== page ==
What is the role of muscle transfer in the treatment of congenital facial paralysis?

Updated: Jan 07, 2019
  • Author: Alan D Bruns, MD, FACS; Chief Editor: Arlen D Meyers, MD, MBA  more...
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This procedure is indicated when distal nerves or neuromuscular junctions are absent or when significant atrophy is present. Children often have good facial tone at rest, and the risk of the surgery must be weighed carefully against the potential benefit of muscle transfer.

The usual donor muscles for transposition flaps include the masseter and temporalis muscles. Ideal results are good symmetry at rest and some voluntary motion; however, no emotional movement is expected. The temporalis muscle can be split and used to suspend the upper and the lower face.

Mini-temporalis transposition in association with facial nerve microsurgery may be a valuable alternative to free muscle transfer in selected cases. All patients demonstrated an increase in the observers' scores after mini-temporalis transfer in comparison with the scores granted preoperatively or after neural microsurgery. Highly motivated patients committed to postoperative motor reeducation exhibited the best results. [46] Often, a combination of temporalis and masseter muscle transfers is used to rehabilitate the upper and lower face. The trigeminal nerve innervates these muscles; thus, voluntary movement can be achieved with rehabilitation training.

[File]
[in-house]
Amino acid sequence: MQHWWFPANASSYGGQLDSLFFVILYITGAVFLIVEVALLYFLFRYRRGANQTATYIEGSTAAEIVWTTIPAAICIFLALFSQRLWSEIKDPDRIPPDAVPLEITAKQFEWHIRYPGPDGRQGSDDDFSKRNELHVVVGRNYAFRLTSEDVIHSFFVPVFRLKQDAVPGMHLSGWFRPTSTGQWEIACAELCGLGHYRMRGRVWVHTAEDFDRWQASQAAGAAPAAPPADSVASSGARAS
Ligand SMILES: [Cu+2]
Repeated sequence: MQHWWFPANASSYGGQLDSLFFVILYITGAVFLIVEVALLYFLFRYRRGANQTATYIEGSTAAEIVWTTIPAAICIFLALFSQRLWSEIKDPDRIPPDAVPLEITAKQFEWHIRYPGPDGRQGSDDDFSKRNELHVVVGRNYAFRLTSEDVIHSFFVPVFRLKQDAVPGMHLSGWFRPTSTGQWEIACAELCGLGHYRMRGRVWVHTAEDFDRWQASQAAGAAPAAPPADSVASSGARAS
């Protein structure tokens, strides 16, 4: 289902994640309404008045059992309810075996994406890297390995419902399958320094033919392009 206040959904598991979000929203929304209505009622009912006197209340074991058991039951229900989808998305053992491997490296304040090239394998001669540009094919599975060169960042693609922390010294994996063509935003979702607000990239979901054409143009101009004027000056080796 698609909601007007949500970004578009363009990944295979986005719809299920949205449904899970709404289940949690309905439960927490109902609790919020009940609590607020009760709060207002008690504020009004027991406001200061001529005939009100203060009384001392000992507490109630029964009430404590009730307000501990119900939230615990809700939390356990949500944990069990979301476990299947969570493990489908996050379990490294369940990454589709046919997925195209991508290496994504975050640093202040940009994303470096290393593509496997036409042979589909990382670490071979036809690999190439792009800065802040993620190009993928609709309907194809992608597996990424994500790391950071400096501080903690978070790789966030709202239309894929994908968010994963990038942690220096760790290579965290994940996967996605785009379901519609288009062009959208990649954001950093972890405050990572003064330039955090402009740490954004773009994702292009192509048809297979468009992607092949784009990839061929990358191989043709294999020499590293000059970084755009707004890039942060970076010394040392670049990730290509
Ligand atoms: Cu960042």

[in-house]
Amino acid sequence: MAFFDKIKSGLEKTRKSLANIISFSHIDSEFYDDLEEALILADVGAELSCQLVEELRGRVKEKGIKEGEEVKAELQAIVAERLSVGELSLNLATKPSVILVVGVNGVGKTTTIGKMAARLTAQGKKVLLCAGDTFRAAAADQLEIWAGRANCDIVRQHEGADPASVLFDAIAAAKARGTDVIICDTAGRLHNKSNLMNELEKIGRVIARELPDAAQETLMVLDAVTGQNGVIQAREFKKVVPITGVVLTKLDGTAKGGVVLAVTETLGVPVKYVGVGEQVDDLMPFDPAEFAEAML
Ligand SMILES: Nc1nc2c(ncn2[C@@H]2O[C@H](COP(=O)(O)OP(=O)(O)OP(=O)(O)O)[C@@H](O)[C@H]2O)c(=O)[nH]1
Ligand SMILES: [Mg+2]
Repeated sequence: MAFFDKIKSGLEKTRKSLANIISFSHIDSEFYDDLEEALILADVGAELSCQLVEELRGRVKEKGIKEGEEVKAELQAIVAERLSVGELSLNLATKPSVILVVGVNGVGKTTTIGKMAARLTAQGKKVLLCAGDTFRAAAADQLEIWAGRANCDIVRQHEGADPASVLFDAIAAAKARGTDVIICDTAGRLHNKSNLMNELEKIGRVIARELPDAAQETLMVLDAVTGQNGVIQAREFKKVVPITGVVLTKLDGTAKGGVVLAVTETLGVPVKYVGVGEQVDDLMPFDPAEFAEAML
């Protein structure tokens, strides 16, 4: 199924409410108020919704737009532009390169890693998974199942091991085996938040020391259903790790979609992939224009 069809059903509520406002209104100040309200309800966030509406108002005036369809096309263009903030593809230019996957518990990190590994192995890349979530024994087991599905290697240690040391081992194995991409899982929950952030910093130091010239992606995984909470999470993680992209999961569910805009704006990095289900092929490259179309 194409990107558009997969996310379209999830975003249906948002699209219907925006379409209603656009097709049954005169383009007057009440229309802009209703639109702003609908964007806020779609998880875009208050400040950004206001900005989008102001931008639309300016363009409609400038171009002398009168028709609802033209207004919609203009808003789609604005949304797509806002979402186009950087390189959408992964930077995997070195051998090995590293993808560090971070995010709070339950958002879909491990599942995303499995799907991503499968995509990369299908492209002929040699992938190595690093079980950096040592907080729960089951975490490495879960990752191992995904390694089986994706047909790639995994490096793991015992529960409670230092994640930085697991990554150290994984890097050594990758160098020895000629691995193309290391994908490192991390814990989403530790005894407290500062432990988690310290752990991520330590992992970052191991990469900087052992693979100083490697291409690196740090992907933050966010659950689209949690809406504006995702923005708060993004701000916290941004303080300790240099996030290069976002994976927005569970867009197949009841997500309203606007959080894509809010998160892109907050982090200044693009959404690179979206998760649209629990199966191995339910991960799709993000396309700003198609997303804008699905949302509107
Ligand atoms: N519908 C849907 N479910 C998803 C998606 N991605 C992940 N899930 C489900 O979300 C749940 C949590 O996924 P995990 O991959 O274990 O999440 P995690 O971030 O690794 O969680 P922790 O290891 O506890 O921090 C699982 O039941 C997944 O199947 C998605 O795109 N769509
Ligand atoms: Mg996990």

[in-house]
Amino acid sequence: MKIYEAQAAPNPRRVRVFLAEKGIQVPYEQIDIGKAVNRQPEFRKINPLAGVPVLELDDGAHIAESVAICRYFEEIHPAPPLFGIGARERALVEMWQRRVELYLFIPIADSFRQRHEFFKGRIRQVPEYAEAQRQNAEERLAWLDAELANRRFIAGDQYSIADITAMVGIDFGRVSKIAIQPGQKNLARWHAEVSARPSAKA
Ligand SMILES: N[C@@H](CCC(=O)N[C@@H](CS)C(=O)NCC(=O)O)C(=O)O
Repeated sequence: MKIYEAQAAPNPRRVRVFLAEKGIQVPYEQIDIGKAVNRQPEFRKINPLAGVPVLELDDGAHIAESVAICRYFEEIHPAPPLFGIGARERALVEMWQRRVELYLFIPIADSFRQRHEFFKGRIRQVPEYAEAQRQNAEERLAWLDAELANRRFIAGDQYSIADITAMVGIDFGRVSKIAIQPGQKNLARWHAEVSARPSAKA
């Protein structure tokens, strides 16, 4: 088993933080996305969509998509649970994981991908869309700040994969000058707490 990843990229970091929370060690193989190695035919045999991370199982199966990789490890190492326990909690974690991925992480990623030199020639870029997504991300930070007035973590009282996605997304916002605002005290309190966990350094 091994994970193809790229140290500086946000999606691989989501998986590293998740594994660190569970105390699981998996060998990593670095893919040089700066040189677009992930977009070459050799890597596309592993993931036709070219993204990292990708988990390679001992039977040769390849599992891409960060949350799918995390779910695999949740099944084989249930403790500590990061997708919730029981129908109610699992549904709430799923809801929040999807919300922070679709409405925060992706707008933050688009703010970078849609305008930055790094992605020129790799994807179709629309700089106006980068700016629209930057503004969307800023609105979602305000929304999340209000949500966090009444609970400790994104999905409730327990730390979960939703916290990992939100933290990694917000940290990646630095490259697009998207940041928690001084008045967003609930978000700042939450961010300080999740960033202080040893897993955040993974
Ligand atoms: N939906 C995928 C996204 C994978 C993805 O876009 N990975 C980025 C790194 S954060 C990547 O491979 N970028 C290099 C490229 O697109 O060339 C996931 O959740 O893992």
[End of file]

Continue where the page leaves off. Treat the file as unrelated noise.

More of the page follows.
Facial reanimation with free neuromuscular flaps is becoming an accepted standard treatment in patients with complete unilateral facial paralysis. This has been accomplished with a 2-stage technique with the gracilis muscle; recently, a single-stage reanimation technique with the latissimus dorsi may decrease recovery time for patients.

The 2-stage technique involves placing a cross-facial nerve graft in the first stage, followed by microneurovascular muscle transfer 10-12 months later. In these cases, the sural nerve is widely used as the nerve graft, and the gracilis is the preferred donor muscle. A short nerve graft may allow the second stage to be completed in 3.5-5 months. [47] In a study by Terzis and Olivares of pediatric patients, function and symmetry improvement was observed in all patients 2 years after free-muscle transfer, with functional and aesthetic gains increasing over time. Evidence indicated that the transplanted muscles grew in harmony with the craniofacial skeleton. [48]

A single-stage facial reanimation has been used to reduce recovery time. This involves one nerve anastomosis instead of 2, with a latissimus dorsi flap and long thoracodorsal nerve anastomosed to the facial nerve on the contralateral side. [49]

A study by Veyssière et al indicated that lengthening temporalis myoplasty is an effective treatment for congenital facial paralysis. The study, which included 34 patients, found that all of the patients with acquired congenital facial paralysis (11 cases) achieved a spontaneous smile by 9.5 months postoperatively, while 92.3% of those with isolated developmental congenital facial paralysis (12 out of 13 patients) achieved a spontaneous smile by 7.3 months postoperatively, and 90% of patients with syndromic congenital facial paralysis (9 out of 10 cases) obtained a spontaneous smile by 9.7 months postoperatively. [50]


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